Are you applying to universities? | SHARE YOUR EXPERIENCE Are you applying to universities? | SHARE YOUR EXPERIENCE

MSc by Research: Feel the tension – how does S-acylation of OSCA ion channels regulate responses to environmental change in plants?

   School of Life Sciences

  Dr P Hemsley  Applications accepted all year round  Self-Funded PhD Students Only

About the Project

Plants, being sessile organisms, must sense and respond to environmental change, such as temperature or drought, without being able to move. Evolution has led to a diverse array of detection, signalling and mitigation responses, and understanding how these function and can be manipulated is a crucial factor for maintaining food security in response to climate change. 

Osmolarity Induced Ca2+ (OSCA) ion channels are conserved across eukaryotes (TMEM63 family; Murthy et al., 2018. eLife 7:e41844) and are used by plants to detect and respond to changes in osmotic potential. OSCA channels are thought to do this by detecting changes in membrane tension and rigidity (Douget & Honoré. 2019. Cell 179(2): 340-354). However, no mechanism underlying this hypothesised mode of action has been identified. We recently discovered that many OSCA ion channels are subject to a poorly understood type of post-translational modification called S-acylation. S-acylation involves the addition of long chain fatty acids to cysteine residues in proteins and acts to promote interaction of proteins, or domains of proteins, with membranes. S-acylation is unique amongst lipid modifications of proteins in that it is reversible; this allows it to regulate function in a similar way to phosphorylation or ubiquitination. S-acylation would provide an ideal mechanism for OSCA channels to detect changes in membrane tension, rigidity and fluidity.  We have since found evidence that OSCA channels are some of the most dynamically S-acylated proteins within the plant cell, indicating that OSCA channel function is regulated at some level by S-acylation.  

This project aims to elucidate how S-acylation affects OSCA channels in plants to provide greater insight into how plants mitigate against environmental stress. This will be done using an interdisciplinary approach, combining laboratory-based plant physiology, molecular biology, S-acylation assays, chemical biology, structural biology and biochemistry. You will join a diverse and collaborative lab with opportunities for a wide range of scientific and transferrable skills training. Recent ~£65 million investment in the Advanced Plant Growth Centre and International Barley Hub ensure that cutting edge plant growth facilities are available, in addition to the world leading biochemical, molecular, computational and imaging expertise and facilities at Dundee and Durham.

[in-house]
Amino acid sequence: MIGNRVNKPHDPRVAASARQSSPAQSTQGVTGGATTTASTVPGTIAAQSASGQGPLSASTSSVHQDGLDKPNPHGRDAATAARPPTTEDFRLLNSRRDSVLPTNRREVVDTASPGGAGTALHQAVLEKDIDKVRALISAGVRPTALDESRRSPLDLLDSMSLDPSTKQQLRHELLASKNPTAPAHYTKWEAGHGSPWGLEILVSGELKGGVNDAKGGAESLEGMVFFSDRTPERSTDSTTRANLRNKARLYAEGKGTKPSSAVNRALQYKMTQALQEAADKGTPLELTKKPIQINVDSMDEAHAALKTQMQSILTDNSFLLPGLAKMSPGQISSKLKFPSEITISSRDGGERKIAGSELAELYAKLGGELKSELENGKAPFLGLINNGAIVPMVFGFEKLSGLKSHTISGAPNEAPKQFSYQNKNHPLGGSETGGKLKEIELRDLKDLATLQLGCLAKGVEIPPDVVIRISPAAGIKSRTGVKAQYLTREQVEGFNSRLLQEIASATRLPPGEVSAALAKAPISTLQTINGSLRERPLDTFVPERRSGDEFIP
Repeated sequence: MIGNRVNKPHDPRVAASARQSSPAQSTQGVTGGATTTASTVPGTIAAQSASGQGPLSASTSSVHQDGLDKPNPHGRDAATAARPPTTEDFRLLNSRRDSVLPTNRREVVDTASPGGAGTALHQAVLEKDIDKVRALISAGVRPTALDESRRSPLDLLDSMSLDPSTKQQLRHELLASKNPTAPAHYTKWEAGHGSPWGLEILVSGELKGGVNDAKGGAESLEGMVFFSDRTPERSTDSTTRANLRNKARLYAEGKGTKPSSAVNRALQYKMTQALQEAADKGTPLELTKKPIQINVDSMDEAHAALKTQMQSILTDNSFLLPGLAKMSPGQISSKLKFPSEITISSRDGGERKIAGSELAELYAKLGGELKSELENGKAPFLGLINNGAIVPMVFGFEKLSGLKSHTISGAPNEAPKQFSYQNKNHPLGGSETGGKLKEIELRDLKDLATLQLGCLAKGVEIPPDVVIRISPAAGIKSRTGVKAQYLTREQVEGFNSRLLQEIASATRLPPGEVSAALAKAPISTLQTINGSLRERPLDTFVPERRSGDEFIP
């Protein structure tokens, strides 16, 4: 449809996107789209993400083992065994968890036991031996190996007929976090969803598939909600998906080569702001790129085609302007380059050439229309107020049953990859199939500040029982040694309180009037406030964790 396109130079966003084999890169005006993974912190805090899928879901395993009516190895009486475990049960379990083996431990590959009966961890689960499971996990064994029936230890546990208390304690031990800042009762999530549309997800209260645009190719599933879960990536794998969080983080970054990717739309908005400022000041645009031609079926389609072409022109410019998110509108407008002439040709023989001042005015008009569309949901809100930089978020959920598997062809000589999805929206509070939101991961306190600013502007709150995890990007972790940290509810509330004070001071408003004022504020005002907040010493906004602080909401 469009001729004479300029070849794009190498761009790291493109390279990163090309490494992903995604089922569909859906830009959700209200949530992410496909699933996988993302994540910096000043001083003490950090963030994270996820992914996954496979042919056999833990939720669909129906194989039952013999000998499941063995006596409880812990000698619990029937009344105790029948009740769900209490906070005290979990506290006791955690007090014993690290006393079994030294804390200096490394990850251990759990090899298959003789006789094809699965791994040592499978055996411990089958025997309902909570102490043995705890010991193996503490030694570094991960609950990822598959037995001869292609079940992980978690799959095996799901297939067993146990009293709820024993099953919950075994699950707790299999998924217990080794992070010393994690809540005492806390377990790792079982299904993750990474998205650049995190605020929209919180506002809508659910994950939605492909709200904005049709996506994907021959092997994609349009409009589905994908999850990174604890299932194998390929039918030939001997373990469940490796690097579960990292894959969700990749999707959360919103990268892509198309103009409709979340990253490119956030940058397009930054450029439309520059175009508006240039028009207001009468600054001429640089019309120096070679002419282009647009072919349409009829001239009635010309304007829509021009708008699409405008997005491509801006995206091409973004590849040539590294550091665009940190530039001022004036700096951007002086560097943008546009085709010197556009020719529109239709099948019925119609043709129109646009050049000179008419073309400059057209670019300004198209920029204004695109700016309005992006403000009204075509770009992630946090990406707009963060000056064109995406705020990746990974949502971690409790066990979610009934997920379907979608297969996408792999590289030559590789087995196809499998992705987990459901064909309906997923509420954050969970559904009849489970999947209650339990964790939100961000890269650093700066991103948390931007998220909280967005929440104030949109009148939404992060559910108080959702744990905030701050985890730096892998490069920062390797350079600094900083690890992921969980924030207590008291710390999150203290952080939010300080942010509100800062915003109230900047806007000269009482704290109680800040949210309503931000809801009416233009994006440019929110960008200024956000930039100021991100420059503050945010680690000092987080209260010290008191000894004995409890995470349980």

This work will be a collaboration between the laboratories of Dr Piers Hemsley (Dundee), Prof. Ulrich Zachariae (Dundee) and Prof. Marc Knight (Durham, For further details and informal discussion prospective students are strongly encouraged to contact Dr Piers Hemsley () before submitting an application. 

Please see our website for further details on the programme:

Life Sciences MSc by Research MSc by Research (Postgraduate) : Study : University of Dundee

Please note before submitting your application that you must list your top three project choices in the Research Proposal section of the application form.

You apply for this course using our Direct Application System. Once you've signed up for an account you'll be asked to search for a course.

To find Life Science MSc by Research you should select the following options:

·  Course type: Research Postgraduate

·  Keyword: Life

When you complete your form, you should include your top 3 project choices, 2 letters of reference, uploaded under "Other Information" > "Supporting documents" and a personal statement. Failure to do so will delay your application.

Please note when submitting an application that we have the following deadline dates throughout the year:

September Starts - Application Deadline 1st May, Interview Date - Late June

January Starts - Application Deadline 1st Sep, Interview Date - Late October

May Starts - Application Deadline 1st Feb, Interview Date - Late March 

PhD saved successfully
View saved PhDs